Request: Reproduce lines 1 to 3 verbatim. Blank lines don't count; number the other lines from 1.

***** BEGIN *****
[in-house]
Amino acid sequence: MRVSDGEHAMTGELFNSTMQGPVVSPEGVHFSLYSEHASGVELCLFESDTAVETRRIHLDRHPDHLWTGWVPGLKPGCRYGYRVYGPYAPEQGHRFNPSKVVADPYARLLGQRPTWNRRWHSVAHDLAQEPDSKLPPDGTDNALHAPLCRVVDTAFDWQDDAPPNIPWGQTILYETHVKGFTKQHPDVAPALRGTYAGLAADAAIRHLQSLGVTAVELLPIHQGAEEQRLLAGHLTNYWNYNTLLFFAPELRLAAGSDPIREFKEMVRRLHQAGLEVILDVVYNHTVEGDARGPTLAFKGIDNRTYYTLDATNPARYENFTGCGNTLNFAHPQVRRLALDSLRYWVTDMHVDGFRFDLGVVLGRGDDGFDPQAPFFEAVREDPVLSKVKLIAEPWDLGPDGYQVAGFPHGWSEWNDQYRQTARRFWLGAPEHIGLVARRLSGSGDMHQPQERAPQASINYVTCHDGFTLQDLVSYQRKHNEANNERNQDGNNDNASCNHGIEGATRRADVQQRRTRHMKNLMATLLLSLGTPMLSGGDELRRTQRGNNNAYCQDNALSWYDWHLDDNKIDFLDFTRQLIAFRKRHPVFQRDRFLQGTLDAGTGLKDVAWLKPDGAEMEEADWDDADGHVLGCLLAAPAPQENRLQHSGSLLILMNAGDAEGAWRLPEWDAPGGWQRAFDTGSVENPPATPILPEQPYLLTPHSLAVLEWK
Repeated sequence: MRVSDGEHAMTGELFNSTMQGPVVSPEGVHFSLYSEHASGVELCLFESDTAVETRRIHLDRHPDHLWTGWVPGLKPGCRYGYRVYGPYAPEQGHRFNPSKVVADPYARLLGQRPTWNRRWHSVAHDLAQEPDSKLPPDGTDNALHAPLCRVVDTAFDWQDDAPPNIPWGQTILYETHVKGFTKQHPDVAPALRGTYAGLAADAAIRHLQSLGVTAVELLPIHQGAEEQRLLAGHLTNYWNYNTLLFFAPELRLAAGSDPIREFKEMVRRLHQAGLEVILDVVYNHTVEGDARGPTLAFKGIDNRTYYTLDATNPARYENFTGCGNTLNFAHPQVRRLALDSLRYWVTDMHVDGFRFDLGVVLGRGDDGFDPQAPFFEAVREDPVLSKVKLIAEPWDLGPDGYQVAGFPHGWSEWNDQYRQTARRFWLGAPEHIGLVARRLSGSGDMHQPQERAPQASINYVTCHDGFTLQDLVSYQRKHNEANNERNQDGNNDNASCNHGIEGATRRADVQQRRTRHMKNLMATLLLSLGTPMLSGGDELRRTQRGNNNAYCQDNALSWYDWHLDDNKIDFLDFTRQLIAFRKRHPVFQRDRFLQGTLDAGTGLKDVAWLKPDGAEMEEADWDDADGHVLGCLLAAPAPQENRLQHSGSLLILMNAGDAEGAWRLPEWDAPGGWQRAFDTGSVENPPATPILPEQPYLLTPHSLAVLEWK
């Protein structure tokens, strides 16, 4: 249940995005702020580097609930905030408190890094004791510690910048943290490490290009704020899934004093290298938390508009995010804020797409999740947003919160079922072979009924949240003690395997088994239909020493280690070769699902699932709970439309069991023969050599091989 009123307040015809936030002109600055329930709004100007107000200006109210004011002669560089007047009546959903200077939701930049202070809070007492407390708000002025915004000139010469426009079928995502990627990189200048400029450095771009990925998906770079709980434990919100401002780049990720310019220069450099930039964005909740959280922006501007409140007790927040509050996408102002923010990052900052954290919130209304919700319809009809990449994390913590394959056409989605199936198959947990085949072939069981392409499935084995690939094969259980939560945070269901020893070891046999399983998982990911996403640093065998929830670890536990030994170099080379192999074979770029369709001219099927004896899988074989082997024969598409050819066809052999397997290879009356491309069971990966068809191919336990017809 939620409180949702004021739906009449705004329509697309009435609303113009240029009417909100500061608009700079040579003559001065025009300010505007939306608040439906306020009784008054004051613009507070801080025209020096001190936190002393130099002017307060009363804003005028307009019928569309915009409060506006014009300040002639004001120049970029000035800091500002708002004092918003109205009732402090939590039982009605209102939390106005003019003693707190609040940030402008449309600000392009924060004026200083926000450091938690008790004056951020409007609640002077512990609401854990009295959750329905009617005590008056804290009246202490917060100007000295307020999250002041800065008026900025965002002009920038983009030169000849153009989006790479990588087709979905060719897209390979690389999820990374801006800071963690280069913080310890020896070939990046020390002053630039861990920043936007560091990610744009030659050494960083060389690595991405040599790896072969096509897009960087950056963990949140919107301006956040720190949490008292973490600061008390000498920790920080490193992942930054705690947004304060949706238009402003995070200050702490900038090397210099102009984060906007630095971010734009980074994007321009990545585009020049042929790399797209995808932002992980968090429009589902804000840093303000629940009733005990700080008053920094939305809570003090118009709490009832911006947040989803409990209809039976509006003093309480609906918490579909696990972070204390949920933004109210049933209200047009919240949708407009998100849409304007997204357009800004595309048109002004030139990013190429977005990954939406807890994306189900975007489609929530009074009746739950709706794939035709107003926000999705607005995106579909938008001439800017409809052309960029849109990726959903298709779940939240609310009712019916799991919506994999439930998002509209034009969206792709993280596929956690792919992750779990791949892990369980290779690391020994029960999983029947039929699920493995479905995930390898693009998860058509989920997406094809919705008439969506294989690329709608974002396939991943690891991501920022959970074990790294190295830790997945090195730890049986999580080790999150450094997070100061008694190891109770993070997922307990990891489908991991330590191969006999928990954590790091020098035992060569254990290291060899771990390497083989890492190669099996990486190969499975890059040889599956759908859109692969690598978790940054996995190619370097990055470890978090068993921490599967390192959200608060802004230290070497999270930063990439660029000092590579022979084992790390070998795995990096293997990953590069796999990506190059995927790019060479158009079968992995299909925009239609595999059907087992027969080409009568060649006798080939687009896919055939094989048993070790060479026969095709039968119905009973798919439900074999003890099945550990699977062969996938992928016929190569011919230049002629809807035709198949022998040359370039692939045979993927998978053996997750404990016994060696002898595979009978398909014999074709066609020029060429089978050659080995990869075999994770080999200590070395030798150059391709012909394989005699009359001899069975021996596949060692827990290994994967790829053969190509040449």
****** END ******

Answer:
[in-house]
Amino acid sequence: MRVSDGEHAMTGELFNSTMQGPVVSPEGVHFSLYSEHASGVELCLFESDTAVETRRIHLDRHPDHLWTGWVPGLKPGCRYGYRVYGPYAPEQGHRFNPSKVVADPYARLLGQRPTWNRRWHSVAHDLAQEPDSKLPPDGTDNALHAPLCRVVDTAFDWQDDAPPNIPWGQTILYETHVKGFTKQHPDVAPALRGTYAGLAADAAIRHLQSLGVTAVELLPIHQGAEEQRLLAGHLTNYWNYNTLLFFAPELRLAAGSDPIREFKEMVRRLHQAGLEVILDVVYNHTVEGDARGPTLAFKGIDNRTYYTLDATNPARYENFTGCGNTLNFAHPQVRRLALDSLRYWVTDMHVDGFRFDLGVVLGRGDDGFDPQAPFFEAVREDPVLSKVKLIAEPWDLGPDGYQVAGFPHGWSEWNDQYRQTARRFWLGAPEHIGLVARRLSGSGDMHQPQERAPQASINYVTCHDGFTLQDLVSYQRKHNEANNERNQDGNNDNASCNHGIEGATRRADVQQRRTRHMKNLMATLLLSLGTPMLSGGDELRRTQRGNNNAYCQDNALSWYDWHLDDNKIDFLDFTRQLIAFRKRHPVFQRDRFLQGTLDAGTGLKDVAWLKPDGAEMEEADWDDADGHVLGCLLAAPAPQENRLQHSGSLLILMNAGDAEGAWRLPEWDAPGGWQRAFDTGSVENPPATPILPEQPYLLTPHSLAVLEWK
Repeated sequence: MRVSDGEHAMTGELFNSTMQGPVVSPEGVHFSLYSEHASGVELCLFESDTAVETRRIHLDRHPDHLWTGWVPGLKPGCRYGYRVYGPYAPEQGHRFNPSKVVADPYARLLGQRPTWNRRWHSVAHDLAQEPDSKLPPDGTDNALHAPLCRVVDTAFDWQDDAPPNIPWGQTILYETHVKGFTKQHPDVAPALRGTYAGLAADAAIRHLQSLGVTAVELLPIHQGAEEQRLLAGHLTNYWNYNTLLFFAPELRLAAGSDPIREFKEMVRRLHQAGLEVILDVVYNHTVEGDARGPTLAFKGIDNRTYYTLDATNPARYENFTGCGNTLNFAHPQVRRLALDSLRYWVTDMHVDGFRFDLGVVLGRGDDGFDPQAPFFEAVREDPVLSKVKLIAEPWDLGPDGYQVAGFPHGWSEWNDQYRQTARRFWLGAPEHIGLVARRLSGSGDMHQPQERAPQASINYVTCHDGFTLQDLVSYQRKHNEANNERNQDGNNDNASCNHGIEGATRRADVQQRRTRHMKNLMATLLLSLGTPMLSGGDELRRTQRGNNNAYCQDNALSWYDWHLDDNKIDFLDFTRQLIAFRKRHPVFQRDRFLQGTLDAGTGLKDVAWLKPDGAEMEEADWDDADGHVLGCLLAAPAPQENRLQHSGSLLILMNAGDAEGAWRLPEWDAPGGWQRAFDTGSVENPPATPILPEQPYLLTPHSLAVLEWK